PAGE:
Top 10: How to think about the SDGs

As global citizens, it is not only important that we think about Transforming our world: the 2030 Agenda for Sustainable Development — better known as the SDGs or the Sustainable Development Goals — but also that we transform how we think about them.

In the year 2000, the nations of the world signed a Millennium Declaration setting a bold agenda at the start of the century for achieving a world free from hunger and poverty. They created an initial set of 8 Millennium Development Goals (the MDGs) to get us halfway there by 2015.

Despite a very slow start and great initial cynicism, the world did far better on the MDGs than many people expected. This resulted in the world adopting a set of goals to finish the job — and to incorporate key components left out of the MDGs. (See earlier discussion on the differences at this link).

Here are my top 10 recommendations.

  1. Don’t think of them as “17” but as “1.” The SDGs recognize that the challenges of poverty, hunger, conflict, the environment and discrimination are inextricably linked and can only be solved through an integrated approach. You will hear people say “Goal X (fill in any number 1 to 17) is really the key to solving all the others” and they will be right in a way. But if you focus on any goal without fully taking account the complete system, the SDGs will not succeed.
  2. The SDGs are for every country. Every nation on earth has poverty and discrimination. Every nation is threatened by crime, violence and climate change. This is a paradigm shift — from focusing on aid from rich countries to help poor countries, to every nation working in alignment for a world that works for everyone.
  3. The SDGs apply at every level.  Similarly, the SDGs recognize that progress is not just the job of national governments. In fact, many of the key challenges must be solved in local communities.
  4. Going for the “High-hanging fruit.” When you are trying to get “half-way” you start on the easiest pathways to progress – the “low-hanging fruit.” But to include everyone, you have to start with the most difficult situations – the most remote, the most marginalized – because that will take the longest.
  5. Good governance.
  6. Partnership, not patronage.
  7. Harvesting the data revolution.



Top 10 Policies for Civil Society Engagement

June 28, 2017: The Hunger Project recommends that international governmental organizations (IGOs) adopt the following practices for effectively engaging with civil society as an essential element of good governance:

  • Major Groups: IGOs should utilize a framework like the major groups defined by the UN, rather than dealing with civil society as a single category. IGO should ensure that youth, women, farmers, indigenous people, organized labor and others from the Global South express their own voices in addition to that of INGOs.
  • Democratic Selection:  Civil society should select their own representatives in consultative processes through an inclusive, democratic process rather than having representatives chosen by the IGO.
  • Mainstream Participation: Civil society representatives should have a seat at the table, with equal voice alongside government representatives. Civil society representatives should be allowed to be present and participate in intergovernmental negotiations.  Good examples: the GAFSP Steering Committee and the Committee on Food Security/Civil Society Mechanism.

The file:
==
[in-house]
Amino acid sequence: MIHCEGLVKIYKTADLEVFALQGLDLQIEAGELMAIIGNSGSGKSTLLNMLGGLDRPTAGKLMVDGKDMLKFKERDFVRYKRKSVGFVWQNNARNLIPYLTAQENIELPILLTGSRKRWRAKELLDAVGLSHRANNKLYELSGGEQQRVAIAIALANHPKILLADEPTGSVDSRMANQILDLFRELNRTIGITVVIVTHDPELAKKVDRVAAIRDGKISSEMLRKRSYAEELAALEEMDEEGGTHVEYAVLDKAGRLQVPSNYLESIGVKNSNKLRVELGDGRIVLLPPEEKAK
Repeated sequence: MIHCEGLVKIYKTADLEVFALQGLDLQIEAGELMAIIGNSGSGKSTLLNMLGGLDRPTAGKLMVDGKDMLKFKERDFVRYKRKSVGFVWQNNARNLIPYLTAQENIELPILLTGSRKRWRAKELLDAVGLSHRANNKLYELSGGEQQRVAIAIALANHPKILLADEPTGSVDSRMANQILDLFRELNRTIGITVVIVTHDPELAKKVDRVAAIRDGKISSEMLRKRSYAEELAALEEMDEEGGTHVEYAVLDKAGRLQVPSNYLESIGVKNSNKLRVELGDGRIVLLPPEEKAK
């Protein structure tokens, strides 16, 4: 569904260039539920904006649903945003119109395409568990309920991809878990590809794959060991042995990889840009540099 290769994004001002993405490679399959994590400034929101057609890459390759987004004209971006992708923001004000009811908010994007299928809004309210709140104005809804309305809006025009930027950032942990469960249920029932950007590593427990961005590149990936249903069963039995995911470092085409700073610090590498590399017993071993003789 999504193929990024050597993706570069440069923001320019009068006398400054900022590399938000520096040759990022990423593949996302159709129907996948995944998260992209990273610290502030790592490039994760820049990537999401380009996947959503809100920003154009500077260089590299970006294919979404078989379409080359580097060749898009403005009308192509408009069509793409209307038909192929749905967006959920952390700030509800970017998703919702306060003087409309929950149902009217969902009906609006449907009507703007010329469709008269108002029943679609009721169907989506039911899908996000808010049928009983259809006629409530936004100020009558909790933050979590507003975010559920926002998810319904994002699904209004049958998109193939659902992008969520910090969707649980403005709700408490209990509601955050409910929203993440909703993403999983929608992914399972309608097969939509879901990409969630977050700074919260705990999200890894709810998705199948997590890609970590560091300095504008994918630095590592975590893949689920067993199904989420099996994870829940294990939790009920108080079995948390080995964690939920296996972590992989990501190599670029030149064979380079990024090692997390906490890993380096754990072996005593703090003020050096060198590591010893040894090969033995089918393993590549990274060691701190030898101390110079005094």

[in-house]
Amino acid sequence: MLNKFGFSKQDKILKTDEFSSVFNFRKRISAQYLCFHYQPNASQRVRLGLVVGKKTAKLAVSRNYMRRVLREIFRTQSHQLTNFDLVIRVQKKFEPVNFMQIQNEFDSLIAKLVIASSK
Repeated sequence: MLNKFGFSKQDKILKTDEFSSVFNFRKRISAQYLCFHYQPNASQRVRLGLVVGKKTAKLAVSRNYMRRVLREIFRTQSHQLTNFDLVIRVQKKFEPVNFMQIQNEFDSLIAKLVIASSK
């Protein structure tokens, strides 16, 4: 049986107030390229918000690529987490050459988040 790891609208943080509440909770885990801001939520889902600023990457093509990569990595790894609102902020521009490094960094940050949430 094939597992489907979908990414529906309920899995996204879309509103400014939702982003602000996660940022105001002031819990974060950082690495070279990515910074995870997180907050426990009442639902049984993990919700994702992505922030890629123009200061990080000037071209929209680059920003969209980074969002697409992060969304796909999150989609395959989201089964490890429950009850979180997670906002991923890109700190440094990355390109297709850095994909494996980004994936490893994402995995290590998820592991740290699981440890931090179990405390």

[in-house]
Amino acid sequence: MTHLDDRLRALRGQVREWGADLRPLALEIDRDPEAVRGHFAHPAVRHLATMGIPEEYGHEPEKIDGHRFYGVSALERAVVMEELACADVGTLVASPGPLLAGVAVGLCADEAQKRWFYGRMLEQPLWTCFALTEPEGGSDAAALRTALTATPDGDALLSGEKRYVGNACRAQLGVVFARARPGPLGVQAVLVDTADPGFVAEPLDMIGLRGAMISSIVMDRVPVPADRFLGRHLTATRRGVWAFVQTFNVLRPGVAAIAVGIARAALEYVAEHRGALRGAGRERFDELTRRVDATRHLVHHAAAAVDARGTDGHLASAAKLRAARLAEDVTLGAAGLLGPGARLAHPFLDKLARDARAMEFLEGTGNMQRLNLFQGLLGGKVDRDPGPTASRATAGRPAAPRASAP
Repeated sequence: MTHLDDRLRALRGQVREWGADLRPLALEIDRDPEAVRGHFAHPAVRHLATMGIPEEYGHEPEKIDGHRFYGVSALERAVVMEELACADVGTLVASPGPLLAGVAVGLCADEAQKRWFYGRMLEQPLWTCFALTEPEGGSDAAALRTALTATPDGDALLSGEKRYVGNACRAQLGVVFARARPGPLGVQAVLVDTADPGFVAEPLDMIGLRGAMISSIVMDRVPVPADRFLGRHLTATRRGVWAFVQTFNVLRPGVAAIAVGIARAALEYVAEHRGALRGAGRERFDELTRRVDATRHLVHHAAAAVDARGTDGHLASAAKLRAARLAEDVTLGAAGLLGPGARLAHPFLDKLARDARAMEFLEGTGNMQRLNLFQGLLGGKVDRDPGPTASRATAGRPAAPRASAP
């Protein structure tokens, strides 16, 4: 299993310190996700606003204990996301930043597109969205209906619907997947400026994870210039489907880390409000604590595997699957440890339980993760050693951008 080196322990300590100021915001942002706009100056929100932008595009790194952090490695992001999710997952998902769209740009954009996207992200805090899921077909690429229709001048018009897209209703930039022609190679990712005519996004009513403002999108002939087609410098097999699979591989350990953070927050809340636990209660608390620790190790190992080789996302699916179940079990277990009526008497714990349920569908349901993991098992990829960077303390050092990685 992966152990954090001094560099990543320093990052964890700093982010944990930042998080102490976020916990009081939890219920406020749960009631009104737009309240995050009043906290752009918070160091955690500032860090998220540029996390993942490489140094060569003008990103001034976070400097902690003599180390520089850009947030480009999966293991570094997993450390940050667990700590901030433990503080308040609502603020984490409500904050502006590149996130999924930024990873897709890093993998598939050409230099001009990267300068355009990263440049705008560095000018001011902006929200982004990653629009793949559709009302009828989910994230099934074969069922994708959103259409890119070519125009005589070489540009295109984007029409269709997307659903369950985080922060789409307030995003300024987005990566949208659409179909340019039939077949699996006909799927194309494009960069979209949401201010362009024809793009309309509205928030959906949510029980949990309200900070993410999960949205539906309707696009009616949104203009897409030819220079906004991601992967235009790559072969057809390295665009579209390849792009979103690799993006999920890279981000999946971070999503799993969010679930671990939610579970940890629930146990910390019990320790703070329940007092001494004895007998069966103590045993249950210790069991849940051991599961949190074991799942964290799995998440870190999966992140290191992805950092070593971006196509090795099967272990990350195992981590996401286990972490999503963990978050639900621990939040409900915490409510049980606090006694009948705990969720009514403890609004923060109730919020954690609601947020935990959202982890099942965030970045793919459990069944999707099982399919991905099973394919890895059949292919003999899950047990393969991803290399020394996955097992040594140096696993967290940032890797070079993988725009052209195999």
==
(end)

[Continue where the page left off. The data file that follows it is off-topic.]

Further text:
• Existing Networks:  Civil society is best equipped to prepare and provide coherent recommendations through its existing, regularized networks, not through ad-hoc work groups of individual organizations. IGOs should avoid establishing “their own” civil society groups and processes.
  • Travel Funding: For IGOs to legitimately include perspectives of civil society from the Global South at meetings, they must allocate sufficient travel and accommodation funds for Global South representatives.
  • Mandates to Offices: Civil society participation should be a mandated priority of regional and local offices, and not optional depending on local leadership. It should be regularized in a transparent manner, held at times and places that work for all stakeholders and announced well in advance.
  • Early and Sustained Engagement: Civil society should be invited to engage as early as possible in the policy-making process, and be informed of a clear timeline to review and provide recommendations to draft statements including follow-up processes.
  • Caucus Facilities: At major meetings, IGOs should provide civil society with its own meeting rooms with adequate time and space for caucusing before and during official deliberations, in close proximity to the policy makers and the media.
  • Side Events: The prevailing competitive approach to side events is chaotic and counterproductive. Major groups should facilitate civil society in cooperatively organizing all side events, and conference organizers should provide an official, unified online schedule for both side and parallel events.
  • Updates and Information Flow: Email and web-based announcements and updates should uniformly reach all participants, both from governments and civil society. IGO websites should include email list subscription forms.